Mumford, Martha. Five Little Easter Bunnies. illus. by Sarah Jennings. 24p. (Bunny Adventures). Bloomsbury. Dec. 2021. Tr $17.99. ISBN 9781547607341.
PreS-Gr 1 –Spring has sprung in this ­delightful adventure that brings five little Easter bunnies through fields of animals, over a river, and through a beautiful carnival. This interactive lift-the-flap book allows for young children to truly engage in the story by assisting the bunnies as they look for eggs, prizes, and even a frog. Each bunny finds an egg in a unique way, such as by looking under leaves, playing a carnival game, or investigating a tree swing. The book ends with the bunnies gathering to eat their chocolate treats. Inspired by the popular tale and song that many children know and love, “Five Green and Speckled Frogs,” this rhyming picture book features colorful, hand-drawn illustrations that bring the five bunnies to life in a realistic way. The interactive nature and simple story line will appeal to young readers. VERDICT Recommended as a general purchase for public library holiday collections.–Kristen Todd-Wurm

Soundar, Chitra. Holi Hai! illus. by Darshika Varma. 32p. Albert Whitman. Jan. 2022. Tr $16.99. ISBN 9780807533574.
K-Gr 3 –The day before Holi, everyone in Gauri’s family works to make their holiday colors from natural sources. Gauri is upset when the color she picks from the bowl isn’t her favorite. When she sulks, her grandfather tells the legend of how Prahlada defeated the evil of anger with his love. Gauri relinquishes her anger and celebrates. Brilliant pink, jade, purple, green, red, and yellow saturate every page. Just as intense as the colors depicted, the emotions featured—love, anger, forgiveness, joy—vividly shine. Back matter explains the Hindu festival, words that may be unfamiliar to some readers, and recipes to make colored water (not powder). ­VERDICT Shelve this vibrant book alongside Kabir Sehgal and Surishtha Sehgal’s Festival of Colors or Rina Singh’s Holi Colors.–Patricia D. Lothrop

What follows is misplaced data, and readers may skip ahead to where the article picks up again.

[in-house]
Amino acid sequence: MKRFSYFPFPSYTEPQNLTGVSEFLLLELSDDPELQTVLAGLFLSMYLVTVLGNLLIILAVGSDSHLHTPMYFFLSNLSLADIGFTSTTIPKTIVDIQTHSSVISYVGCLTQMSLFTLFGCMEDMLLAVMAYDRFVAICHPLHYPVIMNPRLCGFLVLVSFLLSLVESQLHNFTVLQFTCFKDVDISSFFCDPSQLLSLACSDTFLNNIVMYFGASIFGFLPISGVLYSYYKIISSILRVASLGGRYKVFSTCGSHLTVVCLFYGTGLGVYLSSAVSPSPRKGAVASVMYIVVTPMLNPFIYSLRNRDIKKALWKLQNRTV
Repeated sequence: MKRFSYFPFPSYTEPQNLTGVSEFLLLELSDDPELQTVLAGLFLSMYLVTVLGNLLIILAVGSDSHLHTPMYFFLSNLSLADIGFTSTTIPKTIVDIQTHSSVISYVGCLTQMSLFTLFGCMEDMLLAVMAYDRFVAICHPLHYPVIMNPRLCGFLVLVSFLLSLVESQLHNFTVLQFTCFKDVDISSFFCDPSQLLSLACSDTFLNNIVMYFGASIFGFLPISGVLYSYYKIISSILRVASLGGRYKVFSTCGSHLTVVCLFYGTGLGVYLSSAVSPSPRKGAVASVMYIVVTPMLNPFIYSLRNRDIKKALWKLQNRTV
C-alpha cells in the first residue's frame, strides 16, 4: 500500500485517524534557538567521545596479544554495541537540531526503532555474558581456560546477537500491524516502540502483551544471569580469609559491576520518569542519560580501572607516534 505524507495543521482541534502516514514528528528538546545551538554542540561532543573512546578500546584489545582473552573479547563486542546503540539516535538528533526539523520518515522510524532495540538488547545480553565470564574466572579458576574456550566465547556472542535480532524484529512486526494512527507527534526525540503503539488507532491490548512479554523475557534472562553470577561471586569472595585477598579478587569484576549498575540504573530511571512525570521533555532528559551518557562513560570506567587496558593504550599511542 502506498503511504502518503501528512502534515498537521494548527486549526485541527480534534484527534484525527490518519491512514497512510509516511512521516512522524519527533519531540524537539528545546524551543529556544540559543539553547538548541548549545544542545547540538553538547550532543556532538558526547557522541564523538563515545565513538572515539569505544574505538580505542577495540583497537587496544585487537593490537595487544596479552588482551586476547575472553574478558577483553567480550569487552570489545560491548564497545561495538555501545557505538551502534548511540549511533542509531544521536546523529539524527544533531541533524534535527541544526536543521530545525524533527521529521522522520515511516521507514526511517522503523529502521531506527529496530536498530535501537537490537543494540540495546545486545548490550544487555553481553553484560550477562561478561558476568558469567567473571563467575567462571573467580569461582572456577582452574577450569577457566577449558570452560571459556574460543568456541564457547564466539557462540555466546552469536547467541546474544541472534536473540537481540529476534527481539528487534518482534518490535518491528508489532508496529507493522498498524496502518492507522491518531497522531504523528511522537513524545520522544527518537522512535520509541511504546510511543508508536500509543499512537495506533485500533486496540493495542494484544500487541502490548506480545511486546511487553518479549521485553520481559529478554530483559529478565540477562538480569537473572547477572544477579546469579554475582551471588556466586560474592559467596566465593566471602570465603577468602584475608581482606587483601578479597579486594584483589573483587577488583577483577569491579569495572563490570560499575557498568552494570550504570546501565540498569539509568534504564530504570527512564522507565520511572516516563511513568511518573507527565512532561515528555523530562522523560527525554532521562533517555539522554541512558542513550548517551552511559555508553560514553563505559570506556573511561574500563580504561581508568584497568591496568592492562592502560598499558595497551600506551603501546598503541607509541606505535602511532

Spiro, Ruth. Baby Loves Lunar Phases on Chinese New Year! Dec. 2021. ISBN 9781623543068.
––––. Baby Loves Photosynthesis on St. Patrick’s Day! Jan. 2022. ISBN 9781623543075.
ea vol: illus. by Irene Chan. 20p. (Baby Loves Science). Charlesbridge. Board. $8.99.
PreS-Gr 2 –Both board books introduce a holiday with short descriptive sentences, and then segue into a related science concept prompted by the text—the lunar calendar for Chinese New Year and clovers for St. Patrick’s Day. Each title concludes with more about the holiday and the caveat that not all celebrate it. The description of the lunar month in Lunar Phases, supported by illustrations of a smiling moon, makes the science accessible and capably ties into the narrative of the holiday: “Chinese New Year begins on a new moon. It’s the start of the lunar year!” The science in Photosynthesis strains to tie into the narrative by asking “What makes clover and other plants grow?” The narrative bogs down with the scientific concept and advanced vocabulary, such as chloroplasts, chlorophyll, stomata; though the illustrations do an admirable job using arrows, lines, and simple shapes to depict the inside of a cell and how light interacts with it. The return to the holiday description afterward is an abrupt shift in the narrative. While babies may be the intended audience for this series, the scientific concepts and holiday descriptions will be more useful as simple introductions for older children. Babies will enjoy the bright, uncluttered illustrations and hearing the rich language, though comprehension will be a challenge for those under three. VERDICT Simple sentences with advanced vocabulary packaged in a board book format succinctly ­explain holidays and scientific concepts with ­uneven success.–Ramarie Beaver